When we lose our ability to discern language, no one understands anything because nothing is meant to be understood. The ‘newspeak’ and abstraction of language in architecture, and more broadly the arts, has caused a divided society of a self-elected few who decide what stuff means, as well as the ‘viewer’ who is to accept it and consume it. Contemporary architecture operates in a closed system of thought, one that is anti-intellectual because it does not set out to learn, and declares nothing but its own right to exist. Each is their own being, but to be an architect and to learn and understand the language of architecture is to be able to exist beyond simply oneself. Language is perfect, and with it we separate ourselves from all that has existed. To build upon it and reason by it we, as Keats declared, can clip an angels wings. To have said something and to have written it down is to exist eternally because you can revisit it, not in time, but fixed in a way that shows it to be eternally there with you, never lost unless by losing yourself.
There is a measurable truth in the sense that all our unhappiness and alienation comes from an attempt to live entirely alone, wherein happiness comes from an ability to fit our environment to ourselves and ourselves to our environment. It is the great architect who understands that to be a part of society, as Donne wrote, is to exist not as “an island entire of oneself” but as a continent, wherein each individual is a part of the whole. Architecture, when built to be understood, informs us of who we are in a chain of past and futures. It grants us a consciousness beyond simply stimulus-interaction, by informing us not only of where we are geographically, but who we are, where we are in our culture, and with this an ability to live in the present. When realised properly, architecture is not only a space of aesthetic forms but a place in which all knowledge intersects. Without tradition we start again- and the start was a messy and horrible place to be. We should be grateful for our ancestors, who had the foresight to write things down and were graceful enough to show their mistakes. This is civilisation, don't be fooled by the simplicity of functionalism, or those who see beauty as to be an embellishment upon function rather than function itself. Take in all that you can and share all that is possible, because without it you are truly alone, left only with your dying words.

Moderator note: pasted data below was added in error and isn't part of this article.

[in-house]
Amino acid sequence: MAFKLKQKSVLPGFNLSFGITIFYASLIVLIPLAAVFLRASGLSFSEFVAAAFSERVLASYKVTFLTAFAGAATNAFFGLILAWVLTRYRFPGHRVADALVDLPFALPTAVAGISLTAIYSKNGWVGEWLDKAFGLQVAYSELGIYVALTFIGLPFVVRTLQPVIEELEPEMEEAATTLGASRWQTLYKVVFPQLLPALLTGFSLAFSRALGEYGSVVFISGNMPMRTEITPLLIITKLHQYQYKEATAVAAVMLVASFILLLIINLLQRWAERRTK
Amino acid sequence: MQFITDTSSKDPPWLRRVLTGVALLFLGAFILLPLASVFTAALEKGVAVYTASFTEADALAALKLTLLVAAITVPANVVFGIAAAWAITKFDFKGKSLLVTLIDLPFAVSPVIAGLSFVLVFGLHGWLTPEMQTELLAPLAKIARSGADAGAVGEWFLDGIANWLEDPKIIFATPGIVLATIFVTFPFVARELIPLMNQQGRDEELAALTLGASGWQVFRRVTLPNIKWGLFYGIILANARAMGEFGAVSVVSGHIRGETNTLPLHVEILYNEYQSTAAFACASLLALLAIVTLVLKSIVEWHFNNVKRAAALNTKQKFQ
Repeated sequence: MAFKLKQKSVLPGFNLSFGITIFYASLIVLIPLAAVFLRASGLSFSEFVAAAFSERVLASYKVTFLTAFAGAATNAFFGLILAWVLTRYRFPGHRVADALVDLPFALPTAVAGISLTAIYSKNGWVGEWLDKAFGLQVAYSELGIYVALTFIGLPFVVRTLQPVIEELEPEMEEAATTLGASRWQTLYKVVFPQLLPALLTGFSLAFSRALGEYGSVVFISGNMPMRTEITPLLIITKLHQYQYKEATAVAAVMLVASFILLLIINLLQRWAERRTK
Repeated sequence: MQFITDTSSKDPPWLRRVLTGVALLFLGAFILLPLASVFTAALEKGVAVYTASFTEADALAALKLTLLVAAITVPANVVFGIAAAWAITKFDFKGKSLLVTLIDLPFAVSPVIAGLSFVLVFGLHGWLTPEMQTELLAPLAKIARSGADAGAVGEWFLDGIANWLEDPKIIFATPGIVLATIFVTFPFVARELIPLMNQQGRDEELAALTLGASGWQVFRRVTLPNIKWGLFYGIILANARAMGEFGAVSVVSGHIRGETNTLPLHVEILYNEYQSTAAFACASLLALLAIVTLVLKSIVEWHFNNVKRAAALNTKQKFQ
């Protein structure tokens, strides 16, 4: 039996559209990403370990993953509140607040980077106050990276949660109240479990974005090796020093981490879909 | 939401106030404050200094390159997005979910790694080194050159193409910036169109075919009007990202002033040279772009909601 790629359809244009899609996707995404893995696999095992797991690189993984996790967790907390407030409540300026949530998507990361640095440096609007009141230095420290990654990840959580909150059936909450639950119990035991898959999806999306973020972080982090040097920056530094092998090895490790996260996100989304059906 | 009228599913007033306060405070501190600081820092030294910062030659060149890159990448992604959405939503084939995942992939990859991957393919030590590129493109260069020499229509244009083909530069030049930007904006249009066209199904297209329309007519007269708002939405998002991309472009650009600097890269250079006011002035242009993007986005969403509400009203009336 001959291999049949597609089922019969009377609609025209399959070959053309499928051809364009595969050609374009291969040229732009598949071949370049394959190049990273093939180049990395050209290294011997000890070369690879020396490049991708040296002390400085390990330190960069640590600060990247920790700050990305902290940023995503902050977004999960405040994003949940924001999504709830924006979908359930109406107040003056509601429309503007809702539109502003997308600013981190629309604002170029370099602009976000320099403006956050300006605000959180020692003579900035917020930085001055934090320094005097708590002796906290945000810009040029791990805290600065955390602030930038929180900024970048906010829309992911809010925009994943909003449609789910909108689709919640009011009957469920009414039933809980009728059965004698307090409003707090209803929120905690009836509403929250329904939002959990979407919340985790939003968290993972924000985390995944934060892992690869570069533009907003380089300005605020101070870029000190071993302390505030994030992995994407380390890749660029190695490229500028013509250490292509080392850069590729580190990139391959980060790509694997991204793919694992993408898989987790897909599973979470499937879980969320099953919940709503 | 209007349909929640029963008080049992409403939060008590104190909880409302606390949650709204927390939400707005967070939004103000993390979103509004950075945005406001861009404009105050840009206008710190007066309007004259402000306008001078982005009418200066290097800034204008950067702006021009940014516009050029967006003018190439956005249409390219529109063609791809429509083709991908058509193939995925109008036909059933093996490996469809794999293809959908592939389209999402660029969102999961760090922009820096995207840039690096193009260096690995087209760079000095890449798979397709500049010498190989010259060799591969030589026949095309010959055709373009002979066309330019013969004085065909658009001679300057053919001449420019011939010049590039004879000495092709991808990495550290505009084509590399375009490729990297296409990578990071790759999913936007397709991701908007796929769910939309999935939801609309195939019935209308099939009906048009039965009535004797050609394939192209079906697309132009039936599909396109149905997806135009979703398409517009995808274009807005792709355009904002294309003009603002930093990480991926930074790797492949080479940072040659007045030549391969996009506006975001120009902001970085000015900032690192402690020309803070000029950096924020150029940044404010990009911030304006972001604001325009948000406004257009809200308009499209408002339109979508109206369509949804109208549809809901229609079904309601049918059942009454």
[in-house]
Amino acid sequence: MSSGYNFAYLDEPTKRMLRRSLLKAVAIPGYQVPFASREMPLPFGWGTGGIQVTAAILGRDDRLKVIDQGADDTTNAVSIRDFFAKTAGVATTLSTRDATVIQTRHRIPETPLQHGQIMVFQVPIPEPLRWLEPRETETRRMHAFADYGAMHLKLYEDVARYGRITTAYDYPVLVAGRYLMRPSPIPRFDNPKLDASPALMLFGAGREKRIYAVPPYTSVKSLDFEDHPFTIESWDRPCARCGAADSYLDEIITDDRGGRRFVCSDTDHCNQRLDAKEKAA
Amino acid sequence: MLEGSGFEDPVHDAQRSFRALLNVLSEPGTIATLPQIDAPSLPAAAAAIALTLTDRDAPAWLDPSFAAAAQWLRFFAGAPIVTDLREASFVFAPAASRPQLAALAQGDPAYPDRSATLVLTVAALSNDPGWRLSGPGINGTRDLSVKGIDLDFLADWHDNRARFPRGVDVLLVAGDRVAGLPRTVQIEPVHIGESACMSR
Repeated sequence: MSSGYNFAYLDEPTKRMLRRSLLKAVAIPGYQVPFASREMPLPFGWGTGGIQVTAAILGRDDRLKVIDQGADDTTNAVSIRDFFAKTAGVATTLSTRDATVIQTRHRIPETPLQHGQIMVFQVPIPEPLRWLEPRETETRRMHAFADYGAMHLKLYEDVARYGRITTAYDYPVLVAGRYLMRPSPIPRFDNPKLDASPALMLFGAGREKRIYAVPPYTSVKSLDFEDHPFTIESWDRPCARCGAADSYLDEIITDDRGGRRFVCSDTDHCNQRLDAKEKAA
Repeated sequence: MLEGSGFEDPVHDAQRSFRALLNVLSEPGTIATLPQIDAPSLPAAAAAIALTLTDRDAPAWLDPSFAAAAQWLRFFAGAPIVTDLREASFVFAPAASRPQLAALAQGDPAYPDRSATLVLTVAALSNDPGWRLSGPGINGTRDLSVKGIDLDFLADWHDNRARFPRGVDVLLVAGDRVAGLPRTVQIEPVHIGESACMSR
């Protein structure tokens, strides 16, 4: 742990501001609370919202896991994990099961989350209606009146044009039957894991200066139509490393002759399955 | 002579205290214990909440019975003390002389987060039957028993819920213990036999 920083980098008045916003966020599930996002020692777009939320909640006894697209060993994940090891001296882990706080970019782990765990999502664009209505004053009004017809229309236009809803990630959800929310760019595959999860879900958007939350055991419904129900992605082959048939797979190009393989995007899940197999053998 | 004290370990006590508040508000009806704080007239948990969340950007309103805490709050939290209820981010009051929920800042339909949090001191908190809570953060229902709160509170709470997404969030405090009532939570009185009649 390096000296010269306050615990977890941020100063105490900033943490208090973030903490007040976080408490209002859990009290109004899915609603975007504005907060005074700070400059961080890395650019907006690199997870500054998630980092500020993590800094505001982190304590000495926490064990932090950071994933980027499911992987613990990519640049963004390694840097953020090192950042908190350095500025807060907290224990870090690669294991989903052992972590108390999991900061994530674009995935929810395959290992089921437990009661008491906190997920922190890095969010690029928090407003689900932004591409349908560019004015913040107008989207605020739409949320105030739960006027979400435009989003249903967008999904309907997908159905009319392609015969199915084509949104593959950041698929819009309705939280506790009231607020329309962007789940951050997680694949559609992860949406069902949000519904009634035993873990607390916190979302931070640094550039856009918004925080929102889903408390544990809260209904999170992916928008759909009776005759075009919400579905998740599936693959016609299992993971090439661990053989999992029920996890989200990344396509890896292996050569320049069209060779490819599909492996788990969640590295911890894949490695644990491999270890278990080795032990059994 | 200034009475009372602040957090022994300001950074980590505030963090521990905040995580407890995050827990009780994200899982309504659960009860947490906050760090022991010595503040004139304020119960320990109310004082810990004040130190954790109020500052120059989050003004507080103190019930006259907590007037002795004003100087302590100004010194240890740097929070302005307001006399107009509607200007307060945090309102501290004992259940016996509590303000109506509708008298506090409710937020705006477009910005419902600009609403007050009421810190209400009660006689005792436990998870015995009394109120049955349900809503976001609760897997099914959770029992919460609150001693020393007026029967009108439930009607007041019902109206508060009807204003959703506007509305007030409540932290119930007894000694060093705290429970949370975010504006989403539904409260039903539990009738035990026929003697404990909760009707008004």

Title image: The East End in Colour 1960-1980 by David Granick is published by Hoxton Mini Press, £16.95 www.hoxtonminipress.com. The book coincides with an exhibition running until 5 May 2018 at Tower Hamlets Local History Library & Archives 277 Bancroft Road, E1 4DQ.
Photographic copyright: David Granick / Tower Hamlets Local History Library & Archives